Cerebral Hemispheres

Cerebral HemispheresExternal Configuration. - When viewed together the cerebral hemispheres have somewhat the appearance of the upper half of a sphere, but the antero-posterior diameter is greater than the transverse (Fig. 57). They present a large convex outer surface, which is adapted to the shape of the vault and sides of the skull, and a very irregularly flattened inferior surface. The greater part of the inferior surface is moulded on the irregularities of the bones forming the base of the skull, but its back part rests on a shelf of dura mater which intervenes between it and the cerebellum.

The hemispheres are separated from one another in the middle line by a deep cleft known as the great longitudinal fissure. The separation is complete in front and behind but only extends for about half the depth in the middle, the two hemispheres being joined to one another below this level by a large band of transverse fibres - the corpus callosum. Each hemisphere presents, therefore, three surfaces - outer, mesial, and inferior.

The extreme anterior end of the hemisphere is the frontal pole, the posterior end is the occipital pole, while on the side the temporal pole projects forwards as the anterior extremity of a subdivision of the hemisphere termed the temporal lobe.

The surfaces of the hemispheres are marked by series of convolutions or gyri, separated by fissures or sulci of variable depths. The surface area is thus greatly ine.reasedwithout a corresponding increase of the bulk of the hemispheres.

The arrangement of the convolutions and fissures, which may be referred to as the brain pattern, bears no direct relationship to the location of the different functions of the cerebral hemispheres; it varies very greatly in different animals, and its intricacy is no measure of the degree of nervous organisation of the animal.

The brain pattern of man, however, is very intricate, and, further, it varies, within limits, in different individuals; there is a certain fairly definite ground plan common to all, but the individual embellishments are as varied as are the features in individual faces.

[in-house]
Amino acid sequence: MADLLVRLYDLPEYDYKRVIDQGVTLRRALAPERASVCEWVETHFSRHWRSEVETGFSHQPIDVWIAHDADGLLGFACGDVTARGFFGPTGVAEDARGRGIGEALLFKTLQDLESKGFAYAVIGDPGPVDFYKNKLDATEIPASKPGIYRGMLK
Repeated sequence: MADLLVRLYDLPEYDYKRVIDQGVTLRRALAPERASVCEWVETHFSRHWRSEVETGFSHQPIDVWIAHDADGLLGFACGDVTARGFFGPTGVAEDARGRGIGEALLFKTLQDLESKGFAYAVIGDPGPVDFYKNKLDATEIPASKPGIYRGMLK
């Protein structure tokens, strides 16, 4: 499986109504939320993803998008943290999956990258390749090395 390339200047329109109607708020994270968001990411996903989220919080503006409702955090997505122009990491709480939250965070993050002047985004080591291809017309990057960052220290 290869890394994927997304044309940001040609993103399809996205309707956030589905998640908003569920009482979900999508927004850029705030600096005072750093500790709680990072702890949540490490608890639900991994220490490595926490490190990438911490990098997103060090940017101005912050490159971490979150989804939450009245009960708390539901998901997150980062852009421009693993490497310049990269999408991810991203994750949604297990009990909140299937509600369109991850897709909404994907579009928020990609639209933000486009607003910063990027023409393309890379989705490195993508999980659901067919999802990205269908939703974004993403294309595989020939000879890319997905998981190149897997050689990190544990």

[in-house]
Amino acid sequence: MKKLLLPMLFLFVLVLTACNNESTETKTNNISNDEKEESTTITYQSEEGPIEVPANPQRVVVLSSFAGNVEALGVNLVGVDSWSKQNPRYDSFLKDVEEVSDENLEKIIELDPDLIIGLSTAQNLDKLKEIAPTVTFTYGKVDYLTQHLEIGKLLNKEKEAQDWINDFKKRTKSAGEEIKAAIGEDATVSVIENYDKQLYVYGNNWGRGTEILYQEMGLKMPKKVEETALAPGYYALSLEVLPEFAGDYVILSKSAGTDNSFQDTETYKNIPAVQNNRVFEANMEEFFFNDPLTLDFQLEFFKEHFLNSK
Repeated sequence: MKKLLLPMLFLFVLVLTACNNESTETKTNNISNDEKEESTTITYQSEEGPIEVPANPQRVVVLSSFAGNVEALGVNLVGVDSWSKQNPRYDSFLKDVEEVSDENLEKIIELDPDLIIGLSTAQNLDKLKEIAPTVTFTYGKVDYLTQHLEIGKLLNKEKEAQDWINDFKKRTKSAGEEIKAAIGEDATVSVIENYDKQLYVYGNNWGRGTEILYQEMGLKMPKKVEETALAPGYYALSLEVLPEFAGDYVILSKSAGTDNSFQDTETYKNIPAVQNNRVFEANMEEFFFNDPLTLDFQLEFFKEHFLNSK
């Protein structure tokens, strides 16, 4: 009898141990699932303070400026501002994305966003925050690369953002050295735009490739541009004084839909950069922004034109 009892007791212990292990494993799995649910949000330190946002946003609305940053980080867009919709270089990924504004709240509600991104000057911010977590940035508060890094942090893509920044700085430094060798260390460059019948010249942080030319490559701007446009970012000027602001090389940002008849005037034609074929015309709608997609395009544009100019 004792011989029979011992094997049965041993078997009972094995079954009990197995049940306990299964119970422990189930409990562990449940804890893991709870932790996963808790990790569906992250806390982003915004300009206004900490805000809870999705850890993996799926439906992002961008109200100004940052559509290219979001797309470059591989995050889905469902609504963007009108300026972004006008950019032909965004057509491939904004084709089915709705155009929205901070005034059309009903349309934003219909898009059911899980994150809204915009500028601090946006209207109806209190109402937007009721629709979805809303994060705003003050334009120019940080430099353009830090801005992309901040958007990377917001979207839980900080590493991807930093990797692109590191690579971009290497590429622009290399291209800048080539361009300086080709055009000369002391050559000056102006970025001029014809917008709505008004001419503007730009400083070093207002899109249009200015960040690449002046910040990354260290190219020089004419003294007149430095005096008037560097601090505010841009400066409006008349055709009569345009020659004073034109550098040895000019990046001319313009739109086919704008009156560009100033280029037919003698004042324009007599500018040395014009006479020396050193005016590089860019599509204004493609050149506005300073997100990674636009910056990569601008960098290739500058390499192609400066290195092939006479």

The more constant fissures are utilised in the description of the functional areas on the hemispheres, and may therefore be briefly indicated.

Outer Surface. - The surface is divided, for convenience of reference, into lobes; these have no physiological significance. The fissures which demarcate them are termed interlobar; they are, the fissure of Sylvius, the fissure of Rolando, the external parieto-occipital fissure, and the circular sulcus of Reil (Fig. 58).

FISSURE OF SYLVIUS. - The fissure of Sylvius is a deep cleft which lies chiefly on the outer surface of the hemisphere. It begins on the under surface near the optic chiasma by a short stem which turns round the margin and divides into three limbs. Two are short - one (anterior) horizontal, the other (ascending) vertical; the third, about three inches in length, extends almost horizontally backwards and terminates in an upturned end. When the lips of the various parts of the Sylvian fissure are forced apart a sunken portion of the surface, termed the island of Reil, is exposed.

FISSURE OF ROLANDO. - The fissure of Rolando, or central fissure, notches the upper margin of the hemisphere about half an inch behind its middle. From this point it runs downwards and forwards on the outer surface, and terminates just above the posterior limb and behind the ascending limb of the Sylvian fissure.

EXTERNAL PARIETO-OCCIPITAL FISSURE. - The main portion of the parieto­occipital fissure is on the mesial surface of the hemisphere, but a small portion about half an inch in length, the external parieto-occipital fissure, extends on to the outer surface two inches in front of the occipital pole.

CIRCULAR SuLCUS OF REIL. - This surrounds the island of Reil and marks it off from the rest of the outer surface of the hemisphere.

For mapping out the lobes on the outer surface of the hemisphere a line is taken from the external parieto-occipital fissure to a small notch on the inferior riiargin ; the posterior limb of the fissure of Sylvius is prolonged back to meet, this line ; the fissure of Rolando is continued down to meet the fissure of Sylvius. Five lobes are thus demarcated : (1) the frontal lobe in front of the Rolandic fissure ; (2) the parietal lobe between the Rolandic fissure and the external parieto-occipital fissure ; (3) the occipital lobe behind the external parieto-occipital fissure; (4) the temporal lobe below the posterior limb of the Sylvian fissure; (5) the island of Reil.

The frontal, parietal, occipital, and temporal lobes are all described as con­tinuous on to the mesial surface of the hemisphere, but no practical use is made of the description, so it may be neglected.